Document Type



Doctor of Philosophy (PhD)


Business Administration

First Advisor's Name

Dinesh Batra

First Advisor's Committee Title

Committee Chair

Second Advisor's Name

Joyce Elam

Third Advisor's Name

Paul Hart

Fourth Advisor's Name

Radhika Santhanam

Date of Defense



Database design is a difficult problem for non-expert designers. It is desirable to assist such designers during the problem solving process by means of a knowledge based (KB) system. Although a number of prototype KB systems have been proposed, there are many shortcomings. Firstly, few have incorporated sufficient expertise in modeling relationships, particularly higher order relationships. Secondly, there does not seem to be any published empirical study that experimentally tested the effectiveness of any of these KB tools. Thirdly, problem solving behavior of non-experts, whom the systems were intended to assist, has not been one of the bases for system design.

In this project, a consulting system, called CODA, for conceptual database design that addresses the above short comings was developed and empirically validated. More specifically, the CODA system incorporates (a) findings on why non-experts commit errors and (b) heuristics for modeling relationships. Two approaches to knowledge base implementation were used and compared in this project, namely system restrictiveness and decisional guidance (Silver 1990). The Restrictive system uses a proscriptive approach and limits the designer's choices at various design phases by forcing him/her to follow a specific design path. The Guidance system approach, which is less restrictive, involves providing context specific, informative and suggestive guidance throughout the design process. Both the approaches would prevent erroneous design decisions. The main objectives of the study are to evaluate (1) whether the knowledge-based system is more effective than the system without a knowledge-base and (2) which approach to knowledge implementation - whether Restrictive or Guidance - is more effective. To evaluate the effectiveness of the knowledge base itself, the systems were compared with a system that does not incorporate the expertise (Control).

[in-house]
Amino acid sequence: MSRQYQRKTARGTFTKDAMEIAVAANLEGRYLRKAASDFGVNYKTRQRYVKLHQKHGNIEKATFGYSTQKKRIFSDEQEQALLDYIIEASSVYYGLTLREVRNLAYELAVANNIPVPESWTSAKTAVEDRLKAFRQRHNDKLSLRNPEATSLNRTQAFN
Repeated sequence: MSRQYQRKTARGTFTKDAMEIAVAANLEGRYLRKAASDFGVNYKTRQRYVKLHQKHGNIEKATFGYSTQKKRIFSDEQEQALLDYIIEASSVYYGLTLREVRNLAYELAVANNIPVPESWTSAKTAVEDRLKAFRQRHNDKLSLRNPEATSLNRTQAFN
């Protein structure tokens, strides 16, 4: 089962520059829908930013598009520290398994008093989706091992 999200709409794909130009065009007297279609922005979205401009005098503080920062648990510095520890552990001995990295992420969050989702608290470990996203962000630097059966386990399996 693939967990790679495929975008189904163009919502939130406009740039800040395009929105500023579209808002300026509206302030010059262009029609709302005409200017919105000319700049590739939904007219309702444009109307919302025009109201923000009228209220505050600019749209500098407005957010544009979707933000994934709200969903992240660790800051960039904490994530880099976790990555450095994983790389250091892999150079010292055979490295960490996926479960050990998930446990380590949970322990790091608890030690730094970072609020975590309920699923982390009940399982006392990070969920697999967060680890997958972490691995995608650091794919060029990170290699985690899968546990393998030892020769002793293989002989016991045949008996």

An experimental procedure using student subjects was used to test the effectiveness of the systems. The subjects solved a task without using the system (pre-treatment task) and another task using one of the three systems, viz. Control, Guidance or Restrictive (experimental task). Analysis of experimental task scores of those subjects who performed satisfactorily in the pre-treatment task revealed that the knowledge based approach to database design support lead to more accurate solutions than the control system. Among the two KB approaches, Guidance approach was found to lead to better performance when compared to the Control system. It was found that the subjects perceived the Restrictive system easier to use than the Guidance system.





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